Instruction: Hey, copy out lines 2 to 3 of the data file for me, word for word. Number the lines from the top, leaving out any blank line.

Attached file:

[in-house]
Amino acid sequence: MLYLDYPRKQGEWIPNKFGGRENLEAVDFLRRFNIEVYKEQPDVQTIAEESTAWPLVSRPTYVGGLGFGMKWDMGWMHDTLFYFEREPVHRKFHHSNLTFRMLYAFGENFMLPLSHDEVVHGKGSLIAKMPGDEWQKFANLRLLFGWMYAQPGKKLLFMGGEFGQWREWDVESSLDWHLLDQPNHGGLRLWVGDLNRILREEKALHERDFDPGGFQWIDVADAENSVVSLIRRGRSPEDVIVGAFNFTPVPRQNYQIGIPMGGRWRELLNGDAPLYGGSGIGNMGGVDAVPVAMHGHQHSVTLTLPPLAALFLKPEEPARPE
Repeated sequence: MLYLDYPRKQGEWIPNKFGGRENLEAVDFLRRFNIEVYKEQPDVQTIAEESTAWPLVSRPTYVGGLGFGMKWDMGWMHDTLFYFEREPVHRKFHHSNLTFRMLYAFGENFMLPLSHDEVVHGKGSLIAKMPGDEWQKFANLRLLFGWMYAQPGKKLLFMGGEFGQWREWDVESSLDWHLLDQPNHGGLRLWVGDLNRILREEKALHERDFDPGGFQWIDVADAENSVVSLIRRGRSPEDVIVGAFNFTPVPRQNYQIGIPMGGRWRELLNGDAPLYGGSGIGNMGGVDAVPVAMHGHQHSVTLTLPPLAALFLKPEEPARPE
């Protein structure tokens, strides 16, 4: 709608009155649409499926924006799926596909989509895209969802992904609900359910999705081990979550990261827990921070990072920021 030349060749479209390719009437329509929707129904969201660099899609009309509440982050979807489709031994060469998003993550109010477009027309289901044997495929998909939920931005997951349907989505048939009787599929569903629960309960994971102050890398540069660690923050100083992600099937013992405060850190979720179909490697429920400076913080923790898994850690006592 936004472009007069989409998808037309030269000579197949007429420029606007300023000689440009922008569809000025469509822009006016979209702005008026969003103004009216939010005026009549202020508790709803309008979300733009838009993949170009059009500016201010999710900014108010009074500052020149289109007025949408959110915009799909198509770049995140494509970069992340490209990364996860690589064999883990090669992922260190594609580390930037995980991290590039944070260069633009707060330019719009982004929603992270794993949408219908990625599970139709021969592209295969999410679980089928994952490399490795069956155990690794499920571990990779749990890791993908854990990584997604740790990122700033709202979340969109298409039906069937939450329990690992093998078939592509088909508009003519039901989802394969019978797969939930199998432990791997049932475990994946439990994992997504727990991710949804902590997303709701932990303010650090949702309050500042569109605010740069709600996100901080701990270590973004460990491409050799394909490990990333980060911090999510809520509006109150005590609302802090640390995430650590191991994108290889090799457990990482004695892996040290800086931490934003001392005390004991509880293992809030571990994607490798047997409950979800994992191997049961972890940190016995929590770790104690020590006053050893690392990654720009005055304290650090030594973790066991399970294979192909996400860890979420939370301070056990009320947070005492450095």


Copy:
Amino acid sequence: MLYLDYPRKQGEWIPNKFGGRENLEAVDFLRRFNIEVYKEQPDVQTIAEESTAWPLVSRPTYVGGLGFGMKWDMGWMHDTLFYFEREPVHRKFHHSNLTFRMLYAFGENFMLPLSHDEVVHGKGSLIAKMPGDEWQKFANLRLLFGWMYAQPGKKLLFMGGEFGQWREWDVESSLDWHLLDQPNHGGLRLWVGDLNRILREEKALHERDFDPGGFQWIDVADAENSVVSLIRRGRSPEDVIVGAFNFTPVPRQNYQIGIPMGGRWRELLNGDAPLYGGSGIGNMGGVDAVPVAMHGHQHSVTLTLPPLAALFLKPEEPARPE
Repeated sequence: MLYLDYPRKQGEWIPNKFGGRENLEAVDFLRRFNIEVYKEQPDVQTIAEESTAWPLVSRPTYVGGLGFGMKWDMGWMHDTLFYFEREPVHRKFHHSNLTFRMLYAFGENFMLPLSHDEVVHGKGSLIAKMPGDEWQKFANLRLLFGWMYAQPGKKLLFMGGEFGQWREWDVESSLDWHLLDQPNHGGLRLWVGDLNRILREEKALHERDFDPGGFQWIDVADAENSVVSLIRRGRSPEDVIVGAFNFTPVPRQNYQIGIPMGGRWRELLNGDAPLYGGSGIGNMGGVDAVPVAMHGHQHSVTLTLPPLAALFLKPEEPARPE